After watching so many episodes of PBS's "Biba's Italian Kitchen," I suppose it's only natural that when I read Chef Biba Caggiano's cookbook "Biba's Italy" I hear it in her lilting Italian accent.
"It's a little bit travelogue and little bit recipes you can try at home," I hear her say. Actually, it's part travelogue, part memoir and a lot of recipes.
The book has more than 100 of Biba's favorite recipes from the great food cities of Rome, Florence, Bologna, Milan and Venice, along with a section of basic recipes. Besides a travelogue-type description and regional recipes, each city's chapter features a typical restaurant menu, plus sections on wines, restaurants, wine bars, trattorie, caffes, pastry shops, gelaterie, food markets, specialty-food stores, bakeries and even cooking schools.
Biba's Italy, her eighth cookbook, was six years in the making. She traveled to Italy several times, searching for the best of the best and getting recipes from the finest Italian chefs, no matter where they cooked. In the recipe's introduction, Biba gives the broad strokes of how it was prepared and presented, and sometimes, the variation she serves in her own nationally-renowned, award-winning BIBA Restaurant, open for more than 20 years.
Recipes span the distance from traditional favorites to dishes usually relegated to upscale restaurants. Not a course is missing, though not all courses are represented for every city. Ingredients are generally accessible, especially with today's enhanced grocery store shelves and gourmet food shops. Substitutions are provided if an ingredient is off the beaten path.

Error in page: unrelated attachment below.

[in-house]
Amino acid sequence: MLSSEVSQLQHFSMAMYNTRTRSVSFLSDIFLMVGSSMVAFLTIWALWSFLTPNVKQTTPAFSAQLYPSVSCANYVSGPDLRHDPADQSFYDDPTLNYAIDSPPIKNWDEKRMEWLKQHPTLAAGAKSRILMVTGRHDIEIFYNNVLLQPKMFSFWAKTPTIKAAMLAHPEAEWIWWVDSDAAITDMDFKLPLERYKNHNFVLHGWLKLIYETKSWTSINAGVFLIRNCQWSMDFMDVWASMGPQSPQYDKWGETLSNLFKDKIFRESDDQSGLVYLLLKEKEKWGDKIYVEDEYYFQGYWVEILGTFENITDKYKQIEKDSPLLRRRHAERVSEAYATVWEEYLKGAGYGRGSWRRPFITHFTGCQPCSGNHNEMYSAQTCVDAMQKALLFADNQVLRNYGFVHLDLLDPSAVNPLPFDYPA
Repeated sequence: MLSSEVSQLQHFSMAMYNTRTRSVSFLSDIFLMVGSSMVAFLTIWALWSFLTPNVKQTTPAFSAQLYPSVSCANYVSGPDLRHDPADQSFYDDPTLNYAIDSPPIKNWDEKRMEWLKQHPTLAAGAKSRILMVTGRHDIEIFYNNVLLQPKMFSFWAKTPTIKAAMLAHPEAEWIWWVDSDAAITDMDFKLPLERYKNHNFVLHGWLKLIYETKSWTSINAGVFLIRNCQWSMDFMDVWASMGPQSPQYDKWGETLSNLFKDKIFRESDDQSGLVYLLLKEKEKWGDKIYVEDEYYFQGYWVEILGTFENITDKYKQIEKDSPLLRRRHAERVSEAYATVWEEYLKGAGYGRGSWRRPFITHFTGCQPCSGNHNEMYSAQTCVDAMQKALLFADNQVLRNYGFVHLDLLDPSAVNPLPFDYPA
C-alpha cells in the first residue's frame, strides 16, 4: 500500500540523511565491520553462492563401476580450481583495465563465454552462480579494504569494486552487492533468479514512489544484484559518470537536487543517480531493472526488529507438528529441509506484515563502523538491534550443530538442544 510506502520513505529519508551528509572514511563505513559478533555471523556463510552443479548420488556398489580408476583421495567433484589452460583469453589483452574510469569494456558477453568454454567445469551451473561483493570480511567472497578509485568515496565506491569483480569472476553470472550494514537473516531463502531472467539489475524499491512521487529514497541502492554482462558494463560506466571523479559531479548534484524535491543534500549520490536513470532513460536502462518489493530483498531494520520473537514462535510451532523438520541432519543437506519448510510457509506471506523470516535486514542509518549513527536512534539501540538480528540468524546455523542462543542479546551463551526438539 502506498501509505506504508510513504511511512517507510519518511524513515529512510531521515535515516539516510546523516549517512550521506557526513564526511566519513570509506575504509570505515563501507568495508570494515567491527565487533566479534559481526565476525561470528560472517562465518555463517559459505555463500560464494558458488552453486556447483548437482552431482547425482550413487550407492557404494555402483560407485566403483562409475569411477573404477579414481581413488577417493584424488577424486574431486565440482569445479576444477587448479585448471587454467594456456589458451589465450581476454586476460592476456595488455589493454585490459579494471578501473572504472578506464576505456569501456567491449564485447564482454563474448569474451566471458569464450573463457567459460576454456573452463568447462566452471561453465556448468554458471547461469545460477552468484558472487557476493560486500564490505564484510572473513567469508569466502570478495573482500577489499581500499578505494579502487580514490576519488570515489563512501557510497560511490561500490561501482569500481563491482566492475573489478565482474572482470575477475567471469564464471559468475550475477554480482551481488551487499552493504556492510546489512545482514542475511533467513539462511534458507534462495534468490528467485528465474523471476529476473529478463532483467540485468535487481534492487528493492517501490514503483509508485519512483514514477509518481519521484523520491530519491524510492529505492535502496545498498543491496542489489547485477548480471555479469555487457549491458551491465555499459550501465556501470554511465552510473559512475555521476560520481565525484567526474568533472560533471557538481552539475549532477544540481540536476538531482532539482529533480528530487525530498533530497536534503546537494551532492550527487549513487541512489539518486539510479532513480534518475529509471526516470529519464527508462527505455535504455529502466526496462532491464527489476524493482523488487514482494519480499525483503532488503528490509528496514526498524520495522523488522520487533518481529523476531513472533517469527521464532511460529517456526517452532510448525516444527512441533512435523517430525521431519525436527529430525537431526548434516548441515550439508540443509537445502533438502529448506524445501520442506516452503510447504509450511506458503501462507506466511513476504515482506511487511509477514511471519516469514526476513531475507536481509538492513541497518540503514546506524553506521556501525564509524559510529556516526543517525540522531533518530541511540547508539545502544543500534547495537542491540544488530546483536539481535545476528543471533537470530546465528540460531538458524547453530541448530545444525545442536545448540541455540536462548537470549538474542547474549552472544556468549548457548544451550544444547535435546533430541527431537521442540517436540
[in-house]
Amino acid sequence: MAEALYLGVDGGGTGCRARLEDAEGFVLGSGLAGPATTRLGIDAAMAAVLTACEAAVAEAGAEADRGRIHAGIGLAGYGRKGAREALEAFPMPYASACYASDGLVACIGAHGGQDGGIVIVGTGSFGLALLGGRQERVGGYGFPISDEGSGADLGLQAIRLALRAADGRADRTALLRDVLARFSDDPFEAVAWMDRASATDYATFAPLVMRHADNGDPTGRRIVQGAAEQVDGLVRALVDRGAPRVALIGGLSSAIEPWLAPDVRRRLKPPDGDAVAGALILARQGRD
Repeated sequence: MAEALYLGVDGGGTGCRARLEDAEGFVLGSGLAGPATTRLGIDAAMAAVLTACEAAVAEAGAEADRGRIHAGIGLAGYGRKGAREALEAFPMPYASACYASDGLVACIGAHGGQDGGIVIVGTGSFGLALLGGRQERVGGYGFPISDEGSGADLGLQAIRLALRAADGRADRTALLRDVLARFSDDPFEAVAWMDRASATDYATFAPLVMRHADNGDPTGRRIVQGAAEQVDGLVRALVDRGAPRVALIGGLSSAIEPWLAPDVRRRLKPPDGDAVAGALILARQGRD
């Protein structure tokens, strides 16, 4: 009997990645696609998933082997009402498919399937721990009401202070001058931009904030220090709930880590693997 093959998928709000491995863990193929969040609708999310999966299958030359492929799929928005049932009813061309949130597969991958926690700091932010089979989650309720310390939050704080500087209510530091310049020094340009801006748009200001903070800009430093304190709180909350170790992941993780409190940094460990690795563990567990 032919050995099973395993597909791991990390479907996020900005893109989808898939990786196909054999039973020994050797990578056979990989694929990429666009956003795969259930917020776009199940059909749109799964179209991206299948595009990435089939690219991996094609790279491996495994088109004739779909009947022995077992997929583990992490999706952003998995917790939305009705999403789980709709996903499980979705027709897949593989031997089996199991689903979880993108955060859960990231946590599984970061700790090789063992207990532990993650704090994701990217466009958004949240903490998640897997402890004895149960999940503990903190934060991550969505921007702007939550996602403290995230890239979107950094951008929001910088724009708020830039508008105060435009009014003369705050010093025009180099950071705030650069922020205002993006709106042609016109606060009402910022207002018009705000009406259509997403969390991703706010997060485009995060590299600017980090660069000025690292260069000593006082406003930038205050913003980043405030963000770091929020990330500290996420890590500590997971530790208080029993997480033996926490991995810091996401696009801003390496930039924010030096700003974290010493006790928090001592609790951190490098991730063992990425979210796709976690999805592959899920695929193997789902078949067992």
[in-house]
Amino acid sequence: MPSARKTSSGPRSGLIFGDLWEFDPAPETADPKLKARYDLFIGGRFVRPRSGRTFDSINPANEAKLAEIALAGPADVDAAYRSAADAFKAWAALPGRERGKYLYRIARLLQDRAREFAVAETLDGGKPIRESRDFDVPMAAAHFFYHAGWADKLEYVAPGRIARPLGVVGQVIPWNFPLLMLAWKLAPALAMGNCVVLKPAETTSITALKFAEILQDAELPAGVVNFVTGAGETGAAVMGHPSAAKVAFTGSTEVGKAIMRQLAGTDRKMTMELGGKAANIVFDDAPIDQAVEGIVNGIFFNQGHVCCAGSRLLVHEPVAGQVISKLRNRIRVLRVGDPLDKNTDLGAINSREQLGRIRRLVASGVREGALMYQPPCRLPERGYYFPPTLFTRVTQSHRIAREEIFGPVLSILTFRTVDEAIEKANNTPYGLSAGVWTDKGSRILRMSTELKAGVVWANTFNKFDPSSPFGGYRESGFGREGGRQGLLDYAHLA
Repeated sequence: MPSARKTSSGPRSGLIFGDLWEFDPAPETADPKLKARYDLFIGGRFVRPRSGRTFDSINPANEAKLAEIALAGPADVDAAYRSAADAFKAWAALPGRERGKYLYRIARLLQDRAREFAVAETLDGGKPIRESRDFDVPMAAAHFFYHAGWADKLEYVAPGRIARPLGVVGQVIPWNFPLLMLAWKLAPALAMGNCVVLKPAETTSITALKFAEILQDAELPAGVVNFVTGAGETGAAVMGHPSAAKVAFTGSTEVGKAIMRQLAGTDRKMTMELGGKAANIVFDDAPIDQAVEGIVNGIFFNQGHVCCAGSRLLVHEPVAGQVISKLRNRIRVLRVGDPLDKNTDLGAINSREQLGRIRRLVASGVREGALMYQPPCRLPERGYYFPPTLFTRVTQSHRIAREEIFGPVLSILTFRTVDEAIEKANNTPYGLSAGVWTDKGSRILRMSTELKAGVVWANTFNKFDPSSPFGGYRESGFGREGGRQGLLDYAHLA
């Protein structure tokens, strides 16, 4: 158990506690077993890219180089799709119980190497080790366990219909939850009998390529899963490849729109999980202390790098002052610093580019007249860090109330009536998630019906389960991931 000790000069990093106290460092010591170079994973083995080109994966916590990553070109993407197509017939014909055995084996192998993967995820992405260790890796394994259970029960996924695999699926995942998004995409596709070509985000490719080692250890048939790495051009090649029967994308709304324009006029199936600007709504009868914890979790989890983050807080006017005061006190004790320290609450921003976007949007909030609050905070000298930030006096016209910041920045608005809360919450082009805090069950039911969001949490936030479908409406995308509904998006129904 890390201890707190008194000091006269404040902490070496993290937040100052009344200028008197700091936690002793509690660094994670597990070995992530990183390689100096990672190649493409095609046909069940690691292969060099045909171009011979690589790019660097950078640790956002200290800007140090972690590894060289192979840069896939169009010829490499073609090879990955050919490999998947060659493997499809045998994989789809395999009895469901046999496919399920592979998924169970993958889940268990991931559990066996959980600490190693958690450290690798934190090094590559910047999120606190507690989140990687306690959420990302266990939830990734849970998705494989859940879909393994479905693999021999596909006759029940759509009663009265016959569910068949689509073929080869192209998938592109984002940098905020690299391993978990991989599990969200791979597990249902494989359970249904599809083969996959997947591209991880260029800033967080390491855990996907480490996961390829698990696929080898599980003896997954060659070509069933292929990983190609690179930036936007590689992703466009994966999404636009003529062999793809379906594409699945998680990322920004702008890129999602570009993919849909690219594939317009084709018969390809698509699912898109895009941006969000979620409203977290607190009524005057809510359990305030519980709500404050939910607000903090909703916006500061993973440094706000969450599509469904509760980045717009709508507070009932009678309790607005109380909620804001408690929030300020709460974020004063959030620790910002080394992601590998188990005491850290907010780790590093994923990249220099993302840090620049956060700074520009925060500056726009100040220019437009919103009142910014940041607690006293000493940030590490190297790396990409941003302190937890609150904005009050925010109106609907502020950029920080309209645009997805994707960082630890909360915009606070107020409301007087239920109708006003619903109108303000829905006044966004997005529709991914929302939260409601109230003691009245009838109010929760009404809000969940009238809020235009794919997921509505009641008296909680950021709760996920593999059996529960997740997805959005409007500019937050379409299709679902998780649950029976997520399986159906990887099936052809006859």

The ingredient lists and preparation instructions are peppered with Biba's hints and tips, as if she were shopping or cooking with you. For example, in the Braised Rabbit with Prosciutto and Tomatoes ingredient list, it says, "1 cup canned Italian plum tomatoes, preferably San Marzano, with their juices, put through a food mill to remove the seeds." Directions for batters made by hand and in a food processor are included in the Ricotta-Mascarpone Fritters recipe. Suggestions for plating and sides, as well as seasonal indications, abound.
Little touches like that make the cookbook personal, but just reading the recipe introductions is enough to make your stomach growl. For Pork Shoulder Braised in Milk, for instance, she says: "One of the most traditional dishes of Bologna is a loin of pork braised gently in milk on top of the stove, until the meat is tender and the milk has thickened and browned into glazed clusters of sauce." Is it any wonder I went straight to the grocery store then came home and made this for dinner, using the plethora of braising tips so thoughtfully provided by Biba? And the smells â€¦ heaven!
Recipes for rich, basic broths (including capon broth), pasta dough, potato gnocchi (with tips for testing your dough), polenta and pie dough are found in the Basic Recipes section. "Do not confuse the Italian brodo with the French stock, for they are two completely different preparations," Biba says.
With the travelogue and memoir pieces sprinkled throughout, "Biba's Italy" can be read as a regular book & but better do it on a full stomach or you'll find yourself ordering at the local Italian restaurant with the appetite of three Italians.
Cookbook, travelogue or memoir, "Biba's Italy" is a winner when you want authentic Italian.